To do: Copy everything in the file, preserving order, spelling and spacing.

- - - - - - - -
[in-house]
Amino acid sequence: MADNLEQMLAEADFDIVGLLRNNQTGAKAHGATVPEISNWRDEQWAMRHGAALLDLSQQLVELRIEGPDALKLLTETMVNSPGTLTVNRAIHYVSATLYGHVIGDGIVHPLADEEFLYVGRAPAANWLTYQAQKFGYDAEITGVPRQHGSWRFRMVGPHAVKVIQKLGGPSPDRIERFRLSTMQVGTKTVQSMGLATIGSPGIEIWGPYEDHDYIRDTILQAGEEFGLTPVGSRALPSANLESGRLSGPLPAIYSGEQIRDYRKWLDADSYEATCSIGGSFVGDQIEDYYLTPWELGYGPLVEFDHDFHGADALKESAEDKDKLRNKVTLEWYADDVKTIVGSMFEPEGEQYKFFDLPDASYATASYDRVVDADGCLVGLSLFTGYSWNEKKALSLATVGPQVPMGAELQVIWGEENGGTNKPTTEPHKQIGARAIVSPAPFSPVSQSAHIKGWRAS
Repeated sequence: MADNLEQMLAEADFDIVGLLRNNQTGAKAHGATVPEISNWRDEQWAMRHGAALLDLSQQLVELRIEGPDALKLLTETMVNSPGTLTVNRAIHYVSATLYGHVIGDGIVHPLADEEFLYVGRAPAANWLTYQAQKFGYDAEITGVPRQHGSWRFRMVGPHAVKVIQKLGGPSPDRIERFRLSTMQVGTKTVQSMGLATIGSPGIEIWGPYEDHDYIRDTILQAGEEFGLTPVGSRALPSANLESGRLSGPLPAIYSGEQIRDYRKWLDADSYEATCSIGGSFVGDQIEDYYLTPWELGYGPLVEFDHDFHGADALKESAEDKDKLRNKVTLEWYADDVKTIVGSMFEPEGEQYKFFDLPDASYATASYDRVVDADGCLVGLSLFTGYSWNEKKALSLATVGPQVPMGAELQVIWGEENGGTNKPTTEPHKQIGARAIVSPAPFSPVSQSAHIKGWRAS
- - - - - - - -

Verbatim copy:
[in-house]
Amino acid sequence: MADNLEQMLAEADFDIVGLLRNNQTGAKAHGATVPEISNWRDEQWAMRHGAALLDLSQQLVELRIEGPDALKLLTETMVNSPGTLTVNRAIHYVSATLYGHVIGDGIVHPLADEEFLYVGRAPAANWLTYQAQKFGYDAEITGVPRQHGSWRFRMVGPHAVKVIQKLGGPSPDRIERFRLSTMQVGTKTVQSMGLATIGSPGIEIWGPYEDHDYIRDTILQAGEEFGLTPVGSRALPSANLESGRLSGPLPAIYSGEQIRDYRKWLDADSYEATCSIGGSFVGDQIEDYYLTPWELGYGPLVEFDHDFHGADALKESAEDKDKLRNKVTLEWYADDVKTIVGSMFEPEGEQYKFFDLPDASYATASYDRVVDADGCLVGLSLFTGYSWNEKKALSLATVGPQVPMGAELQVIWGEENGGTNKPTTEPHKQIGARAIVSPAPFSPVSQSAHIKGWRAS
Repeated sequence: MADNLEQMLAEADFDIVGLLRNNQTGAKAHGATVPEISNWRDEQWAMRHGAALLDLSQQLVELRIEGPDALKLLTETMVNSPGTLTVNRAIHYVSATLYGHVIGDGIVHPLADEEFLYVGRAPAANWLTYQAQKFGYDAEITGVPRQHGSWRFRMVGPHAVKVIQKLGGPSPDRIERFRLSTMQVGTKTVQSMGLATIGSPGIEIWGPYEDHDYIRDTILQAGEEFGLTPVGSRALPSANLESGRLSGPLPAIYSGEQIRDYRKWLDADSYEATCSIGGSFVGDQIEDYYLTPWELGYGPLVEFDHDFHGADALKESAEDKDKLRNKVTLEWYADDVKTIVGSMFEPEGEQYKFFDLPDASYATASYDRVVDADGCLVGLSLFTGYSWNEKKALSLATVGPQVPMGAELQVIWGEENGGTNKPTTEPHKQIGARAIVSPAPFSPVSQSAHIKGWRAS